Monday, December 3, 2018

Nobody expects the Spanish princesses (Following folktales around the world 94. - Spain)

Today I continue the blog series titled Following folktales around the world! If you would like to know what the series is all about, you can find the introduction post here. You can find all posts here, or you can follow the series on Facebook!

Cuentos ​Populares Españoles
José María Guelbenzu
Siruela, 2006.

The book contains 117 Spanish folktales, somewhat re-worded for contemporary readers from their dialects, but kept in their original shape. It is a good selection from all the regions of Spain, including Catalonia and the Basque Country. There are sources in the end, but the tales themselves follow each other without chapters or themes, so it was a surprise every time I turned the page to see what would come next - fairy tale, legend, anecdote, or something else? It is a great, colorful, enjoyable selection with many memorable stories.


Right now, just before the holidays, it was nice to read Aguinaldo, the tale of two poor children who set out to direct the Three Wise Men to their cottage (because the year before they did not get any presents from them). They meet a lady instead, who sends them on an adventurous journey to an enchanted castle. Similarly touching was the story of the Repentant robbers, in which a holy monk mocked an arrested criminal for being destined to Hell - and then he got a divine reminder that anyone can change for the better if they want to. The tale of The purest blood also had a timely lesson that a king taught to his mean son - that his blood is the same read as the blood of the poor, and his infant child also looks the same. The Catalan story of the Green Cap, on the other hand, had a less optimistic message. In it, a witch gave a man a cap that let him hear everyone's thoughts - and he soon concluded that all people are horrible.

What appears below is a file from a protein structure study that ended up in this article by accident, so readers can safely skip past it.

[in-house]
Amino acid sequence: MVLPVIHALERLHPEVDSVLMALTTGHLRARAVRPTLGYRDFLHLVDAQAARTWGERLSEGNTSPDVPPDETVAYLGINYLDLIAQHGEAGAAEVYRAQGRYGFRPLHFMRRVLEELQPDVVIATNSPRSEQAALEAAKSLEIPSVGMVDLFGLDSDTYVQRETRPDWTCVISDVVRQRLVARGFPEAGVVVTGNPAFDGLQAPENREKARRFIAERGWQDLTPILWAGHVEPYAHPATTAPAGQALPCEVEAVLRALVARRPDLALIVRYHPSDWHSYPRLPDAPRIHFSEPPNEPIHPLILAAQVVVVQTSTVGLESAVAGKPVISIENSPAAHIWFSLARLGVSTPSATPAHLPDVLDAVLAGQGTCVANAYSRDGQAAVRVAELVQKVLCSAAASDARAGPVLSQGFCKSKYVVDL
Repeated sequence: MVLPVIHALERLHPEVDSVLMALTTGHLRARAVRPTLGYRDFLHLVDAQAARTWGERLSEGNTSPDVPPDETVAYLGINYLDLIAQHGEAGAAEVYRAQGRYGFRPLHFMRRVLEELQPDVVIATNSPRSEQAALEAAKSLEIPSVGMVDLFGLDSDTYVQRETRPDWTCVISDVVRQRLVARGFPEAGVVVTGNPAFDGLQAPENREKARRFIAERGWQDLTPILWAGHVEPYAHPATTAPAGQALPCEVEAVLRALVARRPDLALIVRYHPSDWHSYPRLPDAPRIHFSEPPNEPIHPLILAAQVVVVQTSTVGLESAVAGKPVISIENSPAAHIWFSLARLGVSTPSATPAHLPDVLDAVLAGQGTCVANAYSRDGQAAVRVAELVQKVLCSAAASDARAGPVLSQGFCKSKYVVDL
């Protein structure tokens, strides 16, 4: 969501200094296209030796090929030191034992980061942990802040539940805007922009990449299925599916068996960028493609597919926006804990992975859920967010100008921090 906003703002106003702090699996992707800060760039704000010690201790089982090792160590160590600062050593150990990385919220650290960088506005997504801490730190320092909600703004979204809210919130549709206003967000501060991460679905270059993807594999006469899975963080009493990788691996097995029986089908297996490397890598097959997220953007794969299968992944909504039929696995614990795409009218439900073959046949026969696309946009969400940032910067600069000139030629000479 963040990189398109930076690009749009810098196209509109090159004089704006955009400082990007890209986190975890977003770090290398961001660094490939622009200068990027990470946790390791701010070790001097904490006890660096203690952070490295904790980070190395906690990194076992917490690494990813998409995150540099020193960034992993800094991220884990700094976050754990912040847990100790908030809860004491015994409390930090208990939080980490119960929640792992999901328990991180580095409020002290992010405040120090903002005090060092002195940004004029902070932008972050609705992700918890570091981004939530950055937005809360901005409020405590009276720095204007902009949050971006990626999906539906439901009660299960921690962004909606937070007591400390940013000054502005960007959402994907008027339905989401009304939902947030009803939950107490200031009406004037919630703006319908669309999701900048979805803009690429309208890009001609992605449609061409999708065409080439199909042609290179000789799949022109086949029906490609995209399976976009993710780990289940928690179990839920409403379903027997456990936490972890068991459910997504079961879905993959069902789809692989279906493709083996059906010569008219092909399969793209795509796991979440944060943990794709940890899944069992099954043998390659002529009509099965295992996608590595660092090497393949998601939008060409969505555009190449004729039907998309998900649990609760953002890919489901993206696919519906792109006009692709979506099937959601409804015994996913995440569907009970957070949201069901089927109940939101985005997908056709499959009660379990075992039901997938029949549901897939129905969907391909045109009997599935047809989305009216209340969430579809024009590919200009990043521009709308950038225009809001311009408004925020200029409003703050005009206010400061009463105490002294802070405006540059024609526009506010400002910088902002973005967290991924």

One of my favorite stories was The sewing box of the anjana. A poor woman found the sewing kit of an anjana (one-eyed witch), and after giving away each pin for a good cause, she was rewarded with help for rescuing her son from a giant. The tale of The Dwarf also had a female hero, who, after accidentally eloping with the wrong guy, rescued a princess for eternal torture. A long list of other female heroes followed: Three sisters rescued themselves from a giant's Castle with Seven Towers, and a wife accused of adultery proved her innocence with a pair of Golden shoes and genius trickery. Dwarves also made other appearances, among them one where a Sepherd befriended a Dwarf, and they rescued a princess together.